Stretching Your School Library Budget

School Librarians wear many, many hats throughout the course of their day. When we go through our MSLIS programs and our trainings, we learn about some of those hats. Teacher, collaborator, administrator, tech support, crisis manager, collection developer, etc. We prepare for it. We train for it. We’re ready (ish :). In addition to all of that, we’re also purchasers, accountable for responsibly spending our library budgets. Whether our budget comes from the district itself, PTO groups, donations, fundraising, our own pockets (IT REALLY SHOULD NOT BE COMING FROM YOUR OWN POCKET!), or some combination thereof, it can be very difficult to decide where to allocate our increasingly limited funds, while still providing excellent library services to our students.

Here are some suggestions for how to stretch your budget. What kinds of budget saving hacks do you use?

Stretching the Budget:

  1. Use book tape instead of clear label protectors
    1. This year I’ve discovered the joy of using book tape, instead of clear label protectors. I like that you can buy the tape in a variety of widths, and that you can use one wide piece right down the spine to cover all the labels in one go.
    2. Extra tip for fans of using label protectors: Follett sends extra label protectors with your order, so if you purchase from titlewave, you usually end up with rolls of extra labels!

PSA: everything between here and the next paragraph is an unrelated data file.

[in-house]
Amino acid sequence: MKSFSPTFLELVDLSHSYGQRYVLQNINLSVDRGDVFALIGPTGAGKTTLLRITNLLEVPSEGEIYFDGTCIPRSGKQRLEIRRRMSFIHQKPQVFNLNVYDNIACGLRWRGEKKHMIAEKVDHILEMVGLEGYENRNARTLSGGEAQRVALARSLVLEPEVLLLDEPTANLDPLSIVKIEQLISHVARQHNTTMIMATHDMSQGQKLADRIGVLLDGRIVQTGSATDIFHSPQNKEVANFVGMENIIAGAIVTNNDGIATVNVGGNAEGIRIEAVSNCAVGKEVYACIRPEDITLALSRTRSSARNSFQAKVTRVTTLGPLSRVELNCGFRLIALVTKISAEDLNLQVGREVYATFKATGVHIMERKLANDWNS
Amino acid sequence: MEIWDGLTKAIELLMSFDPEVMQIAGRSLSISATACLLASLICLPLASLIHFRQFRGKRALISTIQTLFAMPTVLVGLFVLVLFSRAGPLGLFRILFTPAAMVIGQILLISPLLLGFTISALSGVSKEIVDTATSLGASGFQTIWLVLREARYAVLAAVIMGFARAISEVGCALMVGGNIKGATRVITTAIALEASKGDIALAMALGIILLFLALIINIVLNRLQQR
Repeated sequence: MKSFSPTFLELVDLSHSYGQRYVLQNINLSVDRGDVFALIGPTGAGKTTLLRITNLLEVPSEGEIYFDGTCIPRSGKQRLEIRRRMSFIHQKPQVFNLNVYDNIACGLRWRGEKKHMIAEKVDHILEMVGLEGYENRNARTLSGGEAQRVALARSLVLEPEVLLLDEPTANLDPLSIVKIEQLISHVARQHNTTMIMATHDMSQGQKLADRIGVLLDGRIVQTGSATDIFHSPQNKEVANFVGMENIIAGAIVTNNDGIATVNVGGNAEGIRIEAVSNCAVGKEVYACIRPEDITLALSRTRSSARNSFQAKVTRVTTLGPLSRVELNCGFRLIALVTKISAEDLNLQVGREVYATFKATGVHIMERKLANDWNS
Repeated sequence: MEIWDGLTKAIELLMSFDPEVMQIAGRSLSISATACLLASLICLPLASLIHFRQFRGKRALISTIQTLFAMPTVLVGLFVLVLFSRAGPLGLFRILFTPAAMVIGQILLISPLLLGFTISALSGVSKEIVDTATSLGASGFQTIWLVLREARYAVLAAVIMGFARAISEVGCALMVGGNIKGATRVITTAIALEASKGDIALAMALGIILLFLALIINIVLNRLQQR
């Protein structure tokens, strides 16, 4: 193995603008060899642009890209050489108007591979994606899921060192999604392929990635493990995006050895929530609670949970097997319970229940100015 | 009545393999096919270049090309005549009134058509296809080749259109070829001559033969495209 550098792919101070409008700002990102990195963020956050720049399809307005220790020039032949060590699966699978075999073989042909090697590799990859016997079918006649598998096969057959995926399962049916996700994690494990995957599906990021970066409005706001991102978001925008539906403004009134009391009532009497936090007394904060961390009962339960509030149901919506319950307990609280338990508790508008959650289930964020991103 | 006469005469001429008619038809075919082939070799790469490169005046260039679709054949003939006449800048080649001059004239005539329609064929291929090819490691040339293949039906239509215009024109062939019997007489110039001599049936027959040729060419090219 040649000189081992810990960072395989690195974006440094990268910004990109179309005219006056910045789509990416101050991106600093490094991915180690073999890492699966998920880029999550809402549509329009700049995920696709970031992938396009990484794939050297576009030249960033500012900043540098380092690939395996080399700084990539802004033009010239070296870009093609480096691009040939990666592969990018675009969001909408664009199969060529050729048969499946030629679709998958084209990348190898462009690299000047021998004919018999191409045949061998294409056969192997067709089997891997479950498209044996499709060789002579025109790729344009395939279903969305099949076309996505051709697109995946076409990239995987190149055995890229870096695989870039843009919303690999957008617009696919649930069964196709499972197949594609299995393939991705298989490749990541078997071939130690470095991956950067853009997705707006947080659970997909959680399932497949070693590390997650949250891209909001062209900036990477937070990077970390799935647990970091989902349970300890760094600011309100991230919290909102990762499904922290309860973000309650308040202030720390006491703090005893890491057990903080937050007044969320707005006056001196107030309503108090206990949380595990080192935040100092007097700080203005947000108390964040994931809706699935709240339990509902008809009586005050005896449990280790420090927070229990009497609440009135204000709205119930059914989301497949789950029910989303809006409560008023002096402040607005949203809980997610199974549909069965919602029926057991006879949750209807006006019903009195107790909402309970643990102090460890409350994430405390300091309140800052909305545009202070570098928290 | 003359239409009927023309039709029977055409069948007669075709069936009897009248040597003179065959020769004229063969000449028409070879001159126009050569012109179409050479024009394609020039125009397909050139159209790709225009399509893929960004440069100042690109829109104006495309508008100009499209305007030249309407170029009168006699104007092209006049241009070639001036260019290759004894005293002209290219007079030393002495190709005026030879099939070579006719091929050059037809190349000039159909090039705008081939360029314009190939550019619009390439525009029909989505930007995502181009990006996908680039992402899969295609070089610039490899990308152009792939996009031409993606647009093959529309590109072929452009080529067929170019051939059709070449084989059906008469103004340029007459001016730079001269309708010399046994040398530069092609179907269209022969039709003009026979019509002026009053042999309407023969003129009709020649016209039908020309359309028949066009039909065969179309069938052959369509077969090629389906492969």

2. Avoid paying for book processing (Not always a viable option, when you dont have an assistant)
    1. I personally prefer to process books in-house, whenever possible. Our library assistant does most of it, but I also have student assistants who are capable of putting labels and book covers on. We save money by purchasing books as cheaply as possible & then processing ourselves.
    2. If processing/cataloging in-house isn’t an option, buy from vendors that don’t charge extra for book processing.
  3. Buy paperbacks of trending books
    1. When buying duplicates of currently trending books, I recommend purchasing the duplicates in paperback. Not all books need to be durable enough to last forever. If its trendy now, but isn’t likely to be popular enough to need multiple copies in a few years, I buy 1 or 2 in hardcover and the rest in paperback. For example, I knew that with the movie release, Crazy Rich Asians would be in demand this year, but probably won’t maintain this level of popularity. So I purchased several in paperback.